Market update: Stocks and oil prices advance, both Brexit and May fight for survival

10 Jul

by Mihály Tatár


Good Morning!


  • Well, that was quick: While most of the analysts were busy explaining why the departes won’t shake the May government, Foreign Secretary Boris Johnson also resigned, accusing May of killing Brexit and negotiating under ’white flags’ with the EU. He was quickly replaced by Jeremy Hunt – a loyal May supporter – , but by now all top jobs are held by politicians who opposed Brexit, which probably won’t fly well with voters. (According to the latest polls, only 22% of Britons think May is handling Brexit well, and her latest tactical play, to survive this crisis using Labour votes, is further infuriating her base. ) The EU, of course, is quite happy, Donald Tusk even hinted that Brexit can now be reversed. If May is forced to resign, or U-turns, the possibility is there, but she is alienating right-leaning voters with such a speed (similarly to Merkel) that hard-Brexiters can jump to the top just well. That’s why GBP traders weren’t as pleased as Brussels (the GBP moderately weakened further, to 1.3230 per Dollar).


  • Otherwise, markets happily traded higher (SPX +0.88%, DAX +0.38%, Nikkei +0.96%, Shanghai -0.10%), in an original way to collapse on Trump’s trade  tariffs, and oil prices advanced to near their recent highs (WTI 74.40, Brent 78.70 USD), after several widely followed strategists and even OPEC speakers questioned whether Saudi Arabia can offset the disappearing oil supply in case the US succeeds in reducing Iran’s crude exports to zero, as stated. (According to the calculations of John Kemp, this offset is physically possible –  we are talking about 2 million barrels per day -, but the Saudis would need to raise their production to unprecedented levels as their crude stocks are currently at the lowest level since 2011. That also begs the question how flexible exactly shale producers are – they somehow disappeared from the newsflow entirely – and what will happen if such a tight market is suddenly hit by a real geopolitical crisis. My personal view remains that oil prices above from here hurt interests, especially Trump’s plans for the mid-term elections in November.)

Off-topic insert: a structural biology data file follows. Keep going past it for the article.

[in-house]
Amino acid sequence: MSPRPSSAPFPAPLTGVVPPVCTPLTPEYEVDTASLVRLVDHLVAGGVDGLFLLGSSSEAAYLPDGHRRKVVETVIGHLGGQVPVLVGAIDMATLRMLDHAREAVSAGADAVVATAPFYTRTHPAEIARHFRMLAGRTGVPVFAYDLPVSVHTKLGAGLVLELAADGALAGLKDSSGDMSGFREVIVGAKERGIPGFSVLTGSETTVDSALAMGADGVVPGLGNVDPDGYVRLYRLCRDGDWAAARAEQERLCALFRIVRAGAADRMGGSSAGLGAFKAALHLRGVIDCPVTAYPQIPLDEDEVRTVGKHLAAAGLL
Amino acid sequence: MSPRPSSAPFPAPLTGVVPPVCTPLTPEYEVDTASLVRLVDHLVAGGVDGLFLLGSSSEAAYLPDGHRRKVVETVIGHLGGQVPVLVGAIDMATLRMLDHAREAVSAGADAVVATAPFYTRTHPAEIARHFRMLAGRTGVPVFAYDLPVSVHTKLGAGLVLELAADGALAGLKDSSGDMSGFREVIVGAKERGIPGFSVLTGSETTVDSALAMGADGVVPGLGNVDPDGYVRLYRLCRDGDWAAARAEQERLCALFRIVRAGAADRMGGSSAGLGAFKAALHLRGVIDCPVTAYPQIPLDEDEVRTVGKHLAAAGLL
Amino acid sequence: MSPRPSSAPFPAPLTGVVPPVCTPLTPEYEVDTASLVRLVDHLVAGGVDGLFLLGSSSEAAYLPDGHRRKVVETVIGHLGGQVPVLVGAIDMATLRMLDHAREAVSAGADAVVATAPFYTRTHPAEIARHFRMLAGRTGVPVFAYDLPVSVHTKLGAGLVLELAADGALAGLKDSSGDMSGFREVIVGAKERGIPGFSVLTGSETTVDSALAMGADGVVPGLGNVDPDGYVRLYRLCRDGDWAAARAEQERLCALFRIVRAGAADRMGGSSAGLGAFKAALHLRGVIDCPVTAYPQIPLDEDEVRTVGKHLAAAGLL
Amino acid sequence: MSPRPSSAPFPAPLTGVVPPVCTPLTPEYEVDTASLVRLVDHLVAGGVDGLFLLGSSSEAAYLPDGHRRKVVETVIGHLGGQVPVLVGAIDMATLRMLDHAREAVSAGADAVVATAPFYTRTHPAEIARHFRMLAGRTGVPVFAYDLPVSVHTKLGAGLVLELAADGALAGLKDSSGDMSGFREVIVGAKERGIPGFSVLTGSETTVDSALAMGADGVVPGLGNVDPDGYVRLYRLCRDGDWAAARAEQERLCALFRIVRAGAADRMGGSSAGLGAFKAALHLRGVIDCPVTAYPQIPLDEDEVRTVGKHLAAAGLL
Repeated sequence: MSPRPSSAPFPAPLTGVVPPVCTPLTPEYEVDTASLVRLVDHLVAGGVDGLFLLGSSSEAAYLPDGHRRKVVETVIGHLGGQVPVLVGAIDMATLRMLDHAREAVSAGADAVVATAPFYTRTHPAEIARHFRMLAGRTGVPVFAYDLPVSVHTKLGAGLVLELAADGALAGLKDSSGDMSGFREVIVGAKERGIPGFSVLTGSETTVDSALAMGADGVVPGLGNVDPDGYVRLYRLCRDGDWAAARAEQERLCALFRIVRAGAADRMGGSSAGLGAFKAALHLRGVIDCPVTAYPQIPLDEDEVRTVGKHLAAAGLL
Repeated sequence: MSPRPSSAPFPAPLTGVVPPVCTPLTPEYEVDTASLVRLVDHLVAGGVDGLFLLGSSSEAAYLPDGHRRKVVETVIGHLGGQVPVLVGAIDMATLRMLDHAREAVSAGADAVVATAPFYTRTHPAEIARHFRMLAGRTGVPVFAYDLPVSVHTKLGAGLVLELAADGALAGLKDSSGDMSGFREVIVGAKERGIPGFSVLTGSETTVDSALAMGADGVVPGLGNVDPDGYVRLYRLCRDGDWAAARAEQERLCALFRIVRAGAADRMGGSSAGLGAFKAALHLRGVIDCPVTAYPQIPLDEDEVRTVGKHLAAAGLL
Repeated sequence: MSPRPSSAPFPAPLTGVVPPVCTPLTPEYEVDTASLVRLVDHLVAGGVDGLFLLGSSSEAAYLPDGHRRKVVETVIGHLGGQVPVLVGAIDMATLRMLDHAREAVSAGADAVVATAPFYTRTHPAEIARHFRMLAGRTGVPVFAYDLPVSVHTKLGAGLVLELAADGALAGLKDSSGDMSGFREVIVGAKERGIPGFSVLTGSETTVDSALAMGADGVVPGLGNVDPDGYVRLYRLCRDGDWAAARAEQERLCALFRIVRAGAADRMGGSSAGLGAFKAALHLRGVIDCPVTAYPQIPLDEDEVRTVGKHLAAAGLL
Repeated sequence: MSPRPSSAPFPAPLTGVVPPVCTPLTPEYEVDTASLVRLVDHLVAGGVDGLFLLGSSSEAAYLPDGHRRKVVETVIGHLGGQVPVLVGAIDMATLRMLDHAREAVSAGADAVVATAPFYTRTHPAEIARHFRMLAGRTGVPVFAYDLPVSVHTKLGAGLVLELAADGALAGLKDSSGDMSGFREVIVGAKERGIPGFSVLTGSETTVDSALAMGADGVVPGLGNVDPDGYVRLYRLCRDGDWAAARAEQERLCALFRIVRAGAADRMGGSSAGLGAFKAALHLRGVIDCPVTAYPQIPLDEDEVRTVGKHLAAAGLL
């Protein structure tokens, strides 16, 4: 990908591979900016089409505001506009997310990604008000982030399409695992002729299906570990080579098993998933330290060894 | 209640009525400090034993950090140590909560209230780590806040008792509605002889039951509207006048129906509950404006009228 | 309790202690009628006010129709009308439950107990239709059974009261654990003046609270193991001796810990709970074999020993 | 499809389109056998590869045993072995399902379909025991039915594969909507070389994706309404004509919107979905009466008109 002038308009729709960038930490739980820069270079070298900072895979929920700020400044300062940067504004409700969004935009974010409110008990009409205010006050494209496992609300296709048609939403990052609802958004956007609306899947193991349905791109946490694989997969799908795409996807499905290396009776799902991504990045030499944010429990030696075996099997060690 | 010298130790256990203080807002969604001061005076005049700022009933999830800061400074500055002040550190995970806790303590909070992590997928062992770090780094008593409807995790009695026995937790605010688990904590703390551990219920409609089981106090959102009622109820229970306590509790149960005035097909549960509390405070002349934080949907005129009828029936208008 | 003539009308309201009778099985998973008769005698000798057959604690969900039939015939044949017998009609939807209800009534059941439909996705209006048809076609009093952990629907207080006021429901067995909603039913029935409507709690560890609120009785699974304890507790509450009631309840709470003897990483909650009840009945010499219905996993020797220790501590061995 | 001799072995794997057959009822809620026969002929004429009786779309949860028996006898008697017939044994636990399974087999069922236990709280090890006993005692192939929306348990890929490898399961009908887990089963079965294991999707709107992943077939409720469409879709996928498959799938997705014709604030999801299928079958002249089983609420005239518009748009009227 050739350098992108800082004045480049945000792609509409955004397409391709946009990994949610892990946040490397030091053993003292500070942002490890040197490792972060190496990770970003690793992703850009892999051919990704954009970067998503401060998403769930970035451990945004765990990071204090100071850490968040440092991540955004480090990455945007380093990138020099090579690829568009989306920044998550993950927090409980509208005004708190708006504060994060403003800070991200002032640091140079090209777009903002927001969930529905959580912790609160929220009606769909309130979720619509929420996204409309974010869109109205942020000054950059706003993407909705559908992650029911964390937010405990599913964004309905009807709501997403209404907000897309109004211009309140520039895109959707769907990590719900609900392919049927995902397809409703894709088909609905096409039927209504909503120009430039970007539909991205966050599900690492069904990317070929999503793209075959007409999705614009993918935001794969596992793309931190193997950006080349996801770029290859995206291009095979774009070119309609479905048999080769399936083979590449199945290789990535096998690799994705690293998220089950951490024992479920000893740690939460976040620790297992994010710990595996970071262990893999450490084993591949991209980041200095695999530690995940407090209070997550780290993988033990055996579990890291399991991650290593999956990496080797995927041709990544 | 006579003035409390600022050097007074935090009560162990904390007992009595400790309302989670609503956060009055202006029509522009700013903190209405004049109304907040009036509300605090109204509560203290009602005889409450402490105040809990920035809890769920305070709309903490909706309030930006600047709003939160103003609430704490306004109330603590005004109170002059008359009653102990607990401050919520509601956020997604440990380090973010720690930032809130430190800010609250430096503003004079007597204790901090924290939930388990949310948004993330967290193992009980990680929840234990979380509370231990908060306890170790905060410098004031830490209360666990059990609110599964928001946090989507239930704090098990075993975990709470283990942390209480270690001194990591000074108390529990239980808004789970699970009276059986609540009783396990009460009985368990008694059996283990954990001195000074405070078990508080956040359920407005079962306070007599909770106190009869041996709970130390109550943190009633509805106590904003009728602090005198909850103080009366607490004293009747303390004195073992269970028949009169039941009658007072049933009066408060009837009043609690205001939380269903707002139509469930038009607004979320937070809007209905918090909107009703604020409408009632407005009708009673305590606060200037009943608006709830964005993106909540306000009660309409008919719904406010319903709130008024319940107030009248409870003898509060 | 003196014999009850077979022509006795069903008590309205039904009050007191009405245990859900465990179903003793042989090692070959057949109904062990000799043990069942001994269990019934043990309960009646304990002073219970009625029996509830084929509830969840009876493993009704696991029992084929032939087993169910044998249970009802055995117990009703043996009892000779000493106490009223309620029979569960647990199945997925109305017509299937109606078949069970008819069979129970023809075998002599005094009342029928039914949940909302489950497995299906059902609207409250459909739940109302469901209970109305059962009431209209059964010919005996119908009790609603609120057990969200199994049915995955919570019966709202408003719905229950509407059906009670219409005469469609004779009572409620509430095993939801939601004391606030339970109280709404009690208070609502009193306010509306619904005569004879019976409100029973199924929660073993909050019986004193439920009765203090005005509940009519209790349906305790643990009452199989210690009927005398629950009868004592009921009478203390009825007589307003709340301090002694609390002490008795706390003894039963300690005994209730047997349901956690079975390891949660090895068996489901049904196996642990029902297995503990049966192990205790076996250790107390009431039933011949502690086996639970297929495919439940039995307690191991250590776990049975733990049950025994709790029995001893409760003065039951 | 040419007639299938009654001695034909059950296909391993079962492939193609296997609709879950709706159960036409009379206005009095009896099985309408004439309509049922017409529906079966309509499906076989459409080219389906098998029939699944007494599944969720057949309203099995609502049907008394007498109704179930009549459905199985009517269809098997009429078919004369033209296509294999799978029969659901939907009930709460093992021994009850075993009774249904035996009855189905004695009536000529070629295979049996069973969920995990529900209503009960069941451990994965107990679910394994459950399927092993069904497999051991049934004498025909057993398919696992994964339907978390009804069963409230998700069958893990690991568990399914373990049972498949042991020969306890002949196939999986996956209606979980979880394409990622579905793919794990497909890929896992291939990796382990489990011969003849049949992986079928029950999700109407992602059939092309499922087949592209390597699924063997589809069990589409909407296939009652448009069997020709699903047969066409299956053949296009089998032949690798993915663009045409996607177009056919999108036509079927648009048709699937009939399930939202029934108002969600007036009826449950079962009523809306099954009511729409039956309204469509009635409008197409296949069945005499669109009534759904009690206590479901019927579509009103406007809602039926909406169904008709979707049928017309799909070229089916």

• In another bizarre turn of events, Merkel praised China for opening up to foreign investment and becoming an ally in her defence of a rule-based global system (does this sound bad only to me?), and bragged about the latest projects of the Germany-China economic engine, namely the construction of a 10 billion USD BASF chemical complex in China and the building of a massive electric car battery factory in Thuringia by the Chinese (Contemporary Amperex Technology). Judging from the German car shares, investors didn’t internalize the inspiration (Volkswagen -1% or -30% since 2014, Daimler -0.65% or -20%), and still care more about the US tariff threat.


Have a nice day,


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